About a year ago I counted myself lucky that I was able to order a heavy weight BTO laptop on company's account. 8GB Crucial RAM, 250GB Samsung EVO 850, i7 4612Q cpu, Full HD screen, NVidia GTX970, lighted keyboard and all that comes with such a high end laptop. 4 weeks later it was jacked from my car.... I still get angry thinking about it.
One of the reasons I left it in the car is that is weighs almost 3kg. Well I learned a few leasons at least.
Since then I build up a gaming rig which runs Windows 7 with a Steam client running. I can play any game supported in Steam while I connect with any system able to run a steam client. I even managed to play Minecraft while sitting behind a Atom powered netbook or a Raspberry Pi 2.
I also don't need a lot of power to do lab tests, I have an entire ESXi environment with 3 hosts (1 i3 and 2 i5's, 8, 16 and 32GB of ram respectively), and a total of 20TB of storage available.
What I found out I actualy need is just a decent system to run any linux OS and a (non limited, because I at least need to ssh to connect to my own environment) internet/network connection.
The lightweight hardware I have lying around is an Aspire One netbook (Atom N270, 2GB ram and a 5400rpm hdd), a Raspberry Pi B and a Raspberry Pi 2. And a few other systems as well, but I'll leave them out of this article for the moment.
The Linux Distro's I've actualy worked with so far are;
on the Netbook
- Linux Mint 17 Mate
- Linux Mint 17 Cinnamon
- Chromixium (set up to combine Chrome OS features with a Linux Desktop)
on the Raspberry Pi B
on the Raspberry Pi 2
- Ubuntu Mate
The Linux Distro's I still want to try;
CrunchBang plus plus aka #!++
Conclusions so far;
- Linux Mint 17 is not the best distro for light systems, Mate nor Cinnamon
- I do like the lightweight Chromixium, I'm actualy writing this article on the Netbook running Chromixium
- Rapsbian can't really be locked easily which is requirement for me and definitely for the company's I work for or deal with
- Ubuntu Mate is a bit write intensive, as is any desktop, so be careful which sd card you buy and (as always) be prepared for disaster and recover.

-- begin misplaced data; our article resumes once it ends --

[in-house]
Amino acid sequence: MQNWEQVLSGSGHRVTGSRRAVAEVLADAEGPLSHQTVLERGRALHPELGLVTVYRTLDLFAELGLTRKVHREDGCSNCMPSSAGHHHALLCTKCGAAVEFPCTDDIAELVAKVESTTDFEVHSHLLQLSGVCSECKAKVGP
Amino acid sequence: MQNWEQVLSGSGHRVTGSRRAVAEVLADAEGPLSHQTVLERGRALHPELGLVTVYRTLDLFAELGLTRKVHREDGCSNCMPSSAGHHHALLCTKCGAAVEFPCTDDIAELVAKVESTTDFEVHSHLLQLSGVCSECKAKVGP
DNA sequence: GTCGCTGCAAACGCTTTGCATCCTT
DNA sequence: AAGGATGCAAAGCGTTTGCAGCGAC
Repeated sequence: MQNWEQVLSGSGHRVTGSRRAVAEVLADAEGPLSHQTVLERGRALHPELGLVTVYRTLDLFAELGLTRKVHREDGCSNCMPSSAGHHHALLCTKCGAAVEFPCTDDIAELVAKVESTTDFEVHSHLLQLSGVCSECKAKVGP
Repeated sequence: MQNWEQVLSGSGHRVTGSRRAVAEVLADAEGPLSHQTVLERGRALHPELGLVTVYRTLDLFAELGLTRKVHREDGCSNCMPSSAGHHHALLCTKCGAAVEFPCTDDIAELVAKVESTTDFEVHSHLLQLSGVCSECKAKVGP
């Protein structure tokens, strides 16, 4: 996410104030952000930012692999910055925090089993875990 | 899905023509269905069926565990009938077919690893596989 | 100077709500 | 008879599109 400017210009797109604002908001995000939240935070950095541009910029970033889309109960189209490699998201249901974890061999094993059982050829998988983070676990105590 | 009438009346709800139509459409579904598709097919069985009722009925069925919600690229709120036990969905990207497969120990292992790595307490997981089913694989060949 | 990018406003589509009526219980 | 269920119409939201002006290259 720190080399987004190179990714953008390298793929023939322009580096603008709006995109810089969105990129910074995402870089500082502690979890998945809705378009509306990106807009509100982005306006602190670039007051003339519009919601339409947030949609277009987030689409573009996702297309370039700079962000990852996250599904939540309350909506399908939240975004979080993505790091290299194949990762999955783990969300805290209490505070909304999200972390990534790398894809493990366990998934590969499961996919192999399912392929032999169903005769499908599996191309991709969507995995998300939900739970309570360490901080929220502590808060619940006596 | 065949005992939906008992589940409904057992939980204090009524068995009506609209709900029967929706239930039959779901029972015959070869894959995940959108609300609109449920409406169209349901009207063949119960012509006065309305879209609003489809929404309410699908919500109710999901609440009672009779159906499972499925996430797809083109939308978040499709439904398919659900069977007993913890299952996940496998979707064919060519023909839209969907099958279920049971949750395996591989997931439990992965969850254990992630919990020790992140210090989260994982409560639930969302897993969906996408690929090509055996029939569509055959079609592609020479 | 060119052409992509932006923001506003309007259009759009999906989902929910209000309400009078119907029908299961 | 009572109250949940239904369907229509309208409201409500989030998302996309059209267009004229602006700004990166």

- a netbook itself is not suited for long working sessions by itself, hooked up to a monitor, keyboard and mouse no problem. I do have to keep the netbook open though, the housing is not designed to be closed while in use. (although I have another netbook of an older generation deployed lid closed for 4 years now and it has been running 24/7/365)
- for a Raspberry you need a monitor, keyboard and mouse to be able to use it, so working on the road is impossible, but it is the lightest option, you can easily take it with you in a jacket.
Things to test;
upgrade the hdd in the netbook to a ssd
I'll probably install CrunchBang plus plus first on the ssd.
I'm still contemplating deploying the Raspberry Pi 2 as terminal instead of Intel Celeron J1800 systems, but I'm a bit weary of SD cards breaking down to often. This deployment is in a production environment where user experience is perhaps more important than saving money and/or being bleeding edge.
With the Chromebooks now on the market I wonder how they would perform, the 13" screens would make them more comfortable to work on for longer periods and they weigh less than my current netbook at 1,1kg.
Thoughts so far;
I've got CrunchBang running in a vm at the moment, it will probably perform better than Ubuntu Mate. But as for the moment there is no ARM version. #!++ is Debian based so I could consider minibian and configure it like #!++